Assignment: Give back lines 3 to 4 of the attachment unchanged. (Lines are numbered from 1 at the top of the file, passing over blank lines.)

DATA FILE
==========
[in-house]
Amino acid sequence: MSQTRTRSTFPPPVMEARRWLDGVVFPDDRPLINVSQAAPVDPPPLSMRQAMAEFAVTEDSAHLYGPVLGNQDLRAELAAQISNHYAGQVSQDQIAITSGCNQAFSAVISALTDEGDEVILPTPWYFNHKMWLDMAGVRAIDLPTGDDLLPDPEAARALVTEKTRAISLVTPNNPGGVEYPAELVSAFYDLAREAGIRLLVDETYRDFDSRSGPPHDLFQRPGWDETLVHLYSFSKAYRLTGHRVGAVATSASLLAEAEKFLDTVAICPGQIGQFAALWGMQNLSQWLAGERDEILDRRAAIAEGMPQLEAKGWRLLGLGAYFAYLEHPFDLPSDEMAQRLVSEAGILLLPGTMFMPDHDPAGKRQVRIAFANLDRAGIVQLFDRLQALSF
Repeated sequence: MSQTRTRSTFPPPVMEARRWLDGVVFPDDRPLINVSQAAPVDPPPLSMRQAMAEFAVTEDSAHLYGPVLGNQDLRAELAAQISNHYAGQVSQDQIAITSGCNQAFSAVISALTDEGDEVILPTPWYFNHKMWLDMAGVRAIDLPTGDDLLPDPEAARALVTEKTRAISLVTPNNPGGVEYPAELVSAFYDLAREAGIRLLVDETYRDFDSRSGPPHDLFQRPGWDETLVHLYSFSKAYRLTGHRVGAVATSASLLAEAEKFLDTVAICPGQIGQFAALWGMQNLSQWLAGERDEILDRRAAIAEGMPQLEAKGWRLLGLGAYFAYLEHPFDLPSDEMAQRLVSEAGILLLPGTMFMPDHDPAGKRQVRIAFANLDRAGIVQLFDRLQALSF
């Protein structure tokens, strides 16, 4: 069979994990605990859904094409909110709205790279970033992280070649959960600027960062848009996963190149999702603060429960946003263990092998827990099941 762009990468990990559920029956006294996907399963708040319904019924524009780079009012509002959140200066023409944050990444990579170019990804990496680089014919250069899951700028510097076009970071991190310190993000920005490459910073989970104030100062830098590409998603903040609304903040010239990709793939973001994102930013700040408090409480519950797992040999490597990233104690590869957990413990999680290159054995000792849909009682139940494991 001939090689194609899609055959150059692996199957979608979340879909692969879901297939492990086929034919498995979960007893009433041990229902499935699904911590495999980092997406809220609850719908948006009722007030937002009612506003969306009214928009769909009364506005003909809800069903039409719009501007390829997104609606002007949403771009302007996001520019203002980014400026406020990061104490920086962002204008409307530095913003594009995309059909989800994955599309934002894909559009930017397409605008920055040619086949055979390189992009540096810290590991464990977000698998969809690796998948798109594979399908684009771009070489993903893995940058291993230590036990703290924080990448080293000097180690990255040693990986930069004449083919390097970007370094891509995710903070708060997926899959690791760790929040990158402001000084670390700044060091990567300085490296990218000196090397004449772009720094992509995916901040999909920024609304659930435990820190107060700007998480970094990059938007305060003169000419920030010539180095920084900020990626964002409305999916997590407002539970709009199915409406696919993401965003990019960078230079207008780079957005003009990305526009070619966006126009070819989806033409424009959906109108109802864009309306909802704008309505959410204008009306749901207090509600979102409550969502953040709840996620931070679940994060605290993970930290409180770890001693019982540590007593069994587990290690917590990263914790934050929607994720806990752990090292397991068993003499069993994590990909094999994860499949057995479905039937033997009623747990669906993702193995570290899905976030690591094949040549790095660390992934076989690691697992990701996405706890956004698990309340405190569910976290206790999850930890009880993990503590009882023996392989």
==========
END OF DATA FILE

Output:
Repeated sequence: MSQTRTRSTFPPPVMEARRWLDGVVFPDDRPLINVSQAAPVDPPPLSMRQAMAEFAVTEDSAHLYGPVLGNQDLRAELAAQISNHYAGQVSQDQIAITSGCNQAFSAVISALTDEGDEVILPTPWYFNHKMWLDMAGVRAIDLPTGDDLLPDPEAARALVTEKTRAISLVTPNNPGGVEYPAELVSAFYDLAREAGIRLLVDETYRDFDSRSGPPHDLFQRPGWDETLVHLYSFSKAYRLTGHRVGAVATSASLLAEAEKFLDTVAICPGQIGQFAALWGMQNLSQWLAGERDEILDRRAAIAEGMPQLEAKGWRLLGLGAYFAYLEHPFDLPSDEMAQRLVSEAGILLLPGTMFMPDHDPAGKRQVRIAFANLDRAGIVQLFDRLQALSF
């Protein structure tokens, strides 16, 4: 069979994990605990859904094409909110709205790279970033992280070649959960600027960062848009996963190149999702603060429960946003263990092998827990099941 762009990468990990559920029956006294996907399963708040319904019924524009780079009012509002959140200066023409944050990444990579170019990804990496680089014919250069899951700028510097076009970071991190310190993000920005490459910073989970104030100062830098590409998603903040609304903040010239990709793939973001994102930013700040408090409480519950797992040999490597990233104690590869957990413990999680290159054995000792849909009682139940494991 001939090689194609899609055959150059692996199957979608979340879909692969879901297939492990086929034919498995979960007893009433041990229902499935699904911590495999980092997406809220609850719908948006009722007030937002009612506003969306009214928009769909009364506005003909809800069903039409719009501007390829997104609606002007949403771009302007996001520019203002980014400026406020990061104490920086962002204008409307530095913003594009995309059909989800994955599309934002894909559009930017397409605008920055040619086949055979390189992009540096810290590991464990977000698998969809690796998948798109594979399908684009771009070489993903893995940058291993230590036990703290924080990448080293000097180690990255040693990986930069004449083919390097970007370094891509995710903070708060997926899959690791760790929040990158402001000084670390700044060091990567300085490296990218000196090397004449772009720094992509995916901040999909920024609304659930435990820190107060700007998480970094990059938007305060003169000419920030010539180095920084900020990626964002409305999916997590407002539970709009199915409406696919993401965003990019960078230079207008780079957005003009990305526009070619966006126009070819989806033409424009959906109108109802864009309306909802704008309505959410204008009306749901207090509600979102409550969502953040709840996620931070679940994060605290993970930290409180770890001693019982540590007593069994587990290690917590990263914790934050929607994720806990752990090292397991068993003499069993994590990909094999994860499949057995479905039937033997009623747990669906993702193995570290899905976030690591094949040549790095660390992934076989690691697992990701996405706890956004698990309340405190569910976290206790999850930890009880993990503590009882023996392989």